After I finished the drawing, the secretary looked at it and said, “What you drew is incredible. Who are these people in your drawing?”

“They are my dolls. I can talk to them. They are alive,” I answered. “I can really see that,” she replied.

At that moment, my mother finished her meeting. The secretary enthusiastically shared with her how impressed she was with my drawing. My mother, who was preoccupied with her thoughts following the meeting, didn’t react. She didn’t look at my drawing, and for the rest of my childhood, I was not interested in art.

Eventually, both of my parents recognized my creativity when I started painting as an adult. They framed every oil painting or watercolour I created, and placed them on the walls of their apartment. When I became a teacher in Canada and used my artistic skills with my students, I often thought, how would my life, including my career, have turned out if my mother had recognized my drawing as special and had given me the tools in my childhood to develop my talent? Would I have chosen a high school that was considered to be a very prestigious art school located 15 kilometres away from my hometown? Would I have enrolled myself in the Academy of Fine Arts in Warsaw after finishing high school? Would I have become an art teacher in Canada? What influence on others would I have had if my talent had been recognized and started developing early enough?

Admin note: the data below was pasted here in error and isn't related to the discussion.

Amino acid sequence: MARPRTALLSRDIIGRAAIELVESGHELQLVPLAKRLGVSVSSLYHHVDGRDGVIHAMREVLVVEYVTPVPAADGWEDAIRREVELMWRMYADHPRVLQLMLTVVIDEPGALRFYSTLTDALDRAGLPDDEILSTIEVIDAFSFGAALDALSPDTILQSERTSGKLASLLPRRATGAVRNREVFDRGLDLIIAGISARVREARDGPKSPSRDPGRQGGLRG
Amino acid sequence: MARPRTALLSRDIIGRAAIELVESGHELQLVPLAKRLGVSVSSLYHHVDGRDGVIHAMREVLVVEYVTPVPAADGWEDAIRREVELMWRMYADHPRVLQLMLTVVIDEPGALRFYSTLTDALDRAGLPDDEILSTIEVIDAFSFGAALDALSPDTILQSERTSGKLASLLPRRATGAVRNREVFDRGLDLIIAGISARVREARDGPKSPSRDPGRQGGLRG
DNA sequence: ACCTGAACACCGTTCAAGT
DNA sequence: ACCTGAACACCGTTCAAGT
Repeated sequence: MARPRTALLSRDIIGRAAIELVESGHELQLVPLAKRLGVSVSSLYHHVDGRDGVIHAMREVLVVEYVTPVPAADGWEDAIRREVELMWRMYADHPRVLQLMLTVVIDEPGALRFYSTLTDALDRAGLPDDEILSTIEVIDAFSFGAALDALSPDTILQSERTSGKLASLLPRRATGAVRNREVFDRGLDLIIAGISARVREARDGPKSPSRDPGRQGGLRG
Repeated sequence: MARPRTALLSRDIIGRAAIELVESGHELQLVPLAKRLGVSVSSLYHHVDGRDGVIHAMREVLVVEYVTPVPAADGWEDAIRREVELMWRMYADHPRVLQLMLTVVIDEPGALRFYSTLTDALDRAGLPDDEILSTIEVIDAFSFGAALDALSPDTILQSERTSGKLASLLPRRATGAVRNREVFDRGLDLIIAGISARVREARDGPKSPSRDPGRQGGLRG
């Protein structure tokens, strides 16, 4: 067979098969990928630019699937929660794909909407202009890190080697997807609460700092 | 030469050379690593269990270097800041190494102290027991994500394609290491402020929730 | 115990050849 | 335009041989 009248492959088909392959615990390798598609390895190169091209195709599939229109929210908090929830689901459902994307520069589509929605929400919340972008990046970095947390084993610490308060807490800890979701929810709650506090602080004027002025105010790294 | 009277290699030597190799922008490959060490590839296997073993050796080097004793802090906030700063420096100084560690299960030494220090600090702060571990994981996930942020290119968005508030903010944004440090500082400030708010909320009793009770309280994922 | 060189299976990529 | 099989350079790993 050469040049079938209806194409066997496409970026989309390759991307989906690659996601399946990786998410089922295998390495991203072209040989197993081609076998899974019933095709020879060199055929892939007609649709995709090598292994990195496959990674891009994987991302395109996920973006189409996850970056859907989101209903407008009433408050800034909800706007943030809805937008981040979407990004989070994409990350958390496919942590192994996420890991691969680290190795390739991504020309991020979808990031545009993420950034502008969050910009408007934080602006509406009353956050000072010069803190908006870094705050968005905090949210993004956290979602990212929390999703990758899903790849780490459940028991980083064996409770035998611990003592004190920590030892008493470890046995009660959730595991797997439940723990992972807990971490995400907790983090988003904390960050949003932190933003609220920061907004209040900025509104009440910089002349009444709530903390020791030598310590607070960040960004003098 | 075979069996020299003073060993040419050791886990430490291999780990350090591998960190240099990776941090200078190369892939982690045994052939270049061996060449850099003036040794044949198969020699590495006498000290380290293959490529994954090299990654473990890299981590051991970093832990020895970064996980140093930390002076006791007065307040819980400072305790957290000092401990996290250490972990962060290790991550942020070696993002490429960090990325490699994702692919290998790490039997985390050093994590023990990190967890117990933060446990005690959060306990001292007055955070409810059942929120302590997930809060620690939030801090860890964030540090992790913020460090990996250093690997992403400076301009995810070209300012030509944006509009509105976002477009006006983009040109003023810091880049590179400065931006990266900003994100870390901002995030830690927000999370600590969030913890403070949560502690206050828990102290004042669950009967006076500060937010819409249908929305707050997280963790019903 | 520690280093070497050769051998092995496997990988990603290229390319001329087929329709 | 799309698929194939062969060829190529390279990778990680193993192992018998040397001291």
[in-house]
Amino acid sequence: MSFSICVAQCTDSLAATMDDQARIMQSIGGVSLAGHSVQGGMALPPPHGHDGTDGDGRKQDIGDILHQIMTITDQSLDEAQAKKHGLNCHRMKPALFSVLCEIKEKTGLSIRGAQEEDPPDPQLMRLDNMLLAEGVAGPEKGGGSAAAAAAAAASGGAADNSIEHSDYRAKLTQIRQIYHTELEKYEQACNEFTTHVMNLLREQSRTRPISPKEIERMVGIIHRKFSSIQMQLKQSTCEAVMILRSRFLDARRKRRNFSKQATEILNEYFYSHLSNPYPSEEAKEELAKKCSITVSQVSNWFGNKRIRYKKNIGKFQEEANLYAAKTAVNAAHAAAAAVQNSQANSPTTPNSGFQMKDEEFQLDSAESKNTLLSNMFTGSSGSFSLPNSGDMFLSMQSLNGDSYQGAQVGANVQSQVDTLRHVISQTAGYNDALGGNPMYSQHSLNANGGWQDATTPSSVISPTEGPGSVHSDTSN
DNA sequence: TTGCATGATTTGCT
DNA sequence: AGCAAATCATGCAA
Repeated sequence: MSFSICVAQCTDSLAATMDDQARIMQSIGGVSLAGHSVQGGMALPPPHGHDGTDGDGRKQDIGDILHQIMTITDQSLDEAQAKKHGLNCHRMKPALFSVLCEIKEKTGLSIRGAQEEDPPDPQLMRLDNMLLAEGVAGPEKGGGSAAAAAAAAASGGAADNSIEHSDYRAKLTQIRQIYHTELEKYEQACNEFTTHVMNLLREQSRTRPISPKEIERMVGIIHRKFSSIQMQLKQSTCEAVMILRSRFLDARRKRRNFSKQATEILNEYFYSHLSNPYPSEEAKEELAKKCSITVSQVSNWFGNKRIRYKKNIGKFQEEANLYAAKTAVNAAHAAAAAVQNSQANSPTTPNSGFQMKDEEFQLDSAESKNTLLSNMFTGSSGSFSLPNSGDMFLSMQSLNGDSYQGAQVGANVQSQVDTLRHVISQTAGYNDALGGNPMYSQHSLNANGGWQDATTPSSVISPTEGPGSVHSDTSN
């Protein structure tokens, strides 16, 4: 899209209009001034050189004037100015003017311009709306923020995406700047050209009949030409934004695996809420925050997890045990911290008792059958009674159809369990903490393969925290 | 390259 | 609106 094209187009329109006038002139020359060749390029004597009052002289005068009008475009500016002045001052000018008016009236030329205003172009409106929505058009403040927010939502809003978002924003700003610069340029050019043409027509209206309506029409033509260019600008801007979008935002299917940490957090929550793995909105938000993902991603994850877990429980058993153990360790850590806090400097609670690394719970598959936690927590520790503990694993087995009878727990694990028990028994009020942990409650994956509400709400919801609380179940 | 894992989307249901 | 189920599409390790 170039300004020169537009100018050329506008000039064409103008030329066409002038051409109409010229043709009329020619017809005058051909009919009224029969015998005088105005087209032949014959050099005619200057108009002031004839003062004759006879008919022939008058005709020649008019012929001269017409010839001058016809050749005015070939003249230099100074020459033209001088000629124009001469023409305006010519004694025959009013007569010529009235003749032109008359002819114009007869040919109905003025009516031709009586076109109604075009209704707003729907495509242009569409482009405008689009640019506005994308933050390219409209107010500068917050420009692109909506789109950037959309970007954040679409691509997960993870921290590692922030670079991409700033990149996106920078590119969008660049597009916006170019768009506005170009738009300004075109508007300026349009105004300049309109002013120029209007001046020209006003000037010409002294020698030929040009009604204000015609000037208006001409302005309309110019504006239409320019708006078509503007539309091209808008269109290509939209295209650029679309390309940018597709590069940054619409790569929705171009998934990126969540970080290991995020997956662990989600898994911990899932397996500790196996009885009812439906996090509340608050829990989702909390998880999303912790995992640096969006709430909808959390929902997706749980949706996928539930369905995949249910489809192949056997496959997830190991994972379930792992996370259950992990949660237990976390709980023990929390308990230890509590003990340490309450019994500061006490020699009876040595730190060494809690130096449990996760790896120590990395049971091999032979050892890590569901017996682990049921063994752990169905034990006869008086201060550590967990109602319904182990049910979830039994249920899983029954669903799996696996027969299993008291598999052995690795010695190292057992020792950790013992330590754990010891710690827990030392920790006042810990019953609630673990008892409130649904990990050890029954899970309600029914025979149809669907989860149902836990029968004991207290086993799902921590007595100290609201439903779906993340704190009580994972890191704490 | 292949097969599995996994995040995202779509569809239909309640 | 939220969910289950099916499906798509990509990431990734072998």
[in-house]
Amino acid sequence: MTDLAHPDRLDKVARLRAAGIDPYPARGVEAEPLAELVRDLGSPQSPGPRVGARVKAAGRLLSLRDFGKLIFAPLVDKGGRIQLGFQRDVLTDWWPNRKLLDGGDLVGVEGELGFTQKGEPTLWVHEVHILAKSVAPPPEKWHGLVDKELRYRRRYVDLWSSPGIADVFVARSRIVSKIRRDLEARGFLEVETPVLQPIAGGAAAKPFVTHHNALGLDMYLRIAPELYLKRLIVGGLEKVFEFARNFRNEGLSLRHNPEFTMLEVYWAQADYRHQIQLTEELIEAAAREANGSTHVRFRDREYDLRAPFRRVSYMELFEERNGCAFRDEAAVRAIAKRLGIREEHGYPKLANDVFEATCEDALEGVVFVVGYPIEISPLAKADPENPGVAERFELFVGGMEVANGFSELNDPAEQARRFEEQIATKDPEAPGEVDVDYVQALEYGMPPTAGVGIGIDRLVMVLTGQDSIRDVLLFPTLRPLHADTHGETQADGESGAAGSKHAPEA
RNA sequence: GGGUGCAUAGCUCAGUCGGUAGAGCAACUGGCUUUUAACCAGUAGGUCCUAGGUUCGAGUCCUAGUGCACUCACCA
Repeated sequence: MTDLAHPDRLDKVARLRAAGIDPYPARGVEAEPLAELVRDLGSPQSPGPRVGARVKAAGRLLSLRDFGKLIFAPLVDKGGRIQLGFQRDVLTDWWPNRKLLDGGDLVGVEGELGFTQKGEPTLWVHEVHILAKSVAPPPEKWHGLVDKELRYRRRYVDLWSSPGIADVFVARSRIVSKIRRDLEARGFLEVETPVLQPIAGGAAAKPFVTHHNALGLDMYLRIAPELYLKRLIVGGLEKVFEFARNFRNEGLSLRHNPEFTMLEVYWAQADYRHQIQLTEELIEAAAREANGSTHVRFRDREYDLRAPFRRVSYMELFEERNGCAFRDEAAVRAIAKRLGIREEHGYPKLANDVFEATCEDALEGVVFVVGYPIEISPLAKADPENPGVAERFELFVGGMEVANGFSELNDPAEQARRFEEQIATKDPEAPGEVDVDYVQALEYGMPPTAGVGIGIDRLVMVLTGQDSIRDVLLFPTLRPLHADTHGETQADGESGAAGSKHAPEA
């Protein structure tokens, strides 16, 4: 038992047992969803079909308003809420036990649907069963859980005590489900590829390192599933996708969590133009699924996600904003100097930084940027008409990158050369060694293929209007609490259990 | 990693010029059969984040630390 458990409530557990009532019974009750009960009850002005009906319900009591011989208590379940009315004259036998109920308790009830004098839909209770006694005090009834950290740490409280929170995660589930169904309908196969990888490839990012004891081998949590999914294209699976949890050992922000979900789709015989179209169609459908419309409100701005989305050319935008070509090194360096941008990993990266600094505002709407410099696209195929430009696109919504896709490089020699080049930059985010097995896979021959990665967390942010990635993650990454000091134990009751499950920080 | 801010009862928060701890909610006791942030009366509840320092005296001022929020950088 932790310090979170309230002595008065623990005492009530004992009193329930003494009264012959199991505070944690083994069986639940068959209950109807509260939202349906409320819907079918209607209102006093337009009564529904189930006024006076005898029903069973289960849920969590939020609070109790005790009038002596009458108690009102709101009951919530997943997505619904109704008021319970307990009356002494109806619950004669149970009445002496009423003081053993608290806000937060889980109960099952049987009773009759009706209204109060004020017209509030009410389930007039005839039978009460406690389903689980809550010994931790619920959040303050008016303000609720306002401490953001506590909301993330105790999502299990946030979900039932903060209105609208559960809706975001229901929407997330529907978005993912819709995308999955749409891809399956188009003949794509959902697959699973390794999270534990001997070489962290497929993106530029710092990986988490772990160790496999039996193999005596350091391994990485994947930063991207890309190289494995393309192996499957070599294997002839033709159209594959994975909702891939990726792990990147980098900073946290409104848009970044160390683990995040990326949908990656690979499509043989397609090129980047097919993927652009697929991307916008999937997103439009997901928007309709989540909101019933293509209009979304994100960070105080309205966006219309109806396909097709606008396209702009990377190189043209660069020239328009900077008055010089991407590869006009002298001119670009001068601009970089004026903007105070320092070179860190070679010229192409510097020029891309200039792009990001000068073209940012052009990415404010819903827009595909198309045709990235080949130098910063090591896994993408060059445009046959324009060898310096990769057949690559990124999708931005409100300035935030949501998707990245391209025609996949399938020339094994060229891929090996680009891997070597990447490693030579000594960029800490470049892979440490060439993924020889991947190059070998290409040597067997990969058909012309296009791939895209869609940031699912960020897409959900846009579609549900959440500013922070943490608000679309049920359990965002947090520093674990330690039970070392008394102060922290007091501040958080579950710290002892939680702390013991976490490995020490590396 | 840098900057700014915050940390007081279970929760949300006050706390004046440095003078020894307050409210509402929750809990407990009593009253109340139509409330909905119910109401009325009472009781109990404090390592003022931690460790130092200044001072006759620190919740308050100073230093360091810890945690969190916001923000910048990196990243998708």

Akiane Kramarik has said many times in her interviews that without her parents, who believed in her talent, she would never have achieved the level of success that she is enjoying now at the age of 29. Asked in one of the interviews (aired on YouTube on January 16, 2024) what she would say to her younger self now, she answered, “I would watch her. I would like to hug her. I would say Good job! Keep going!” In the same interview, Akiane advised parents to be present in their children’s lives, be patient, and let them experiment. “My mother was a pillar in my life,” she added. “She nourished and cultivated my talent.”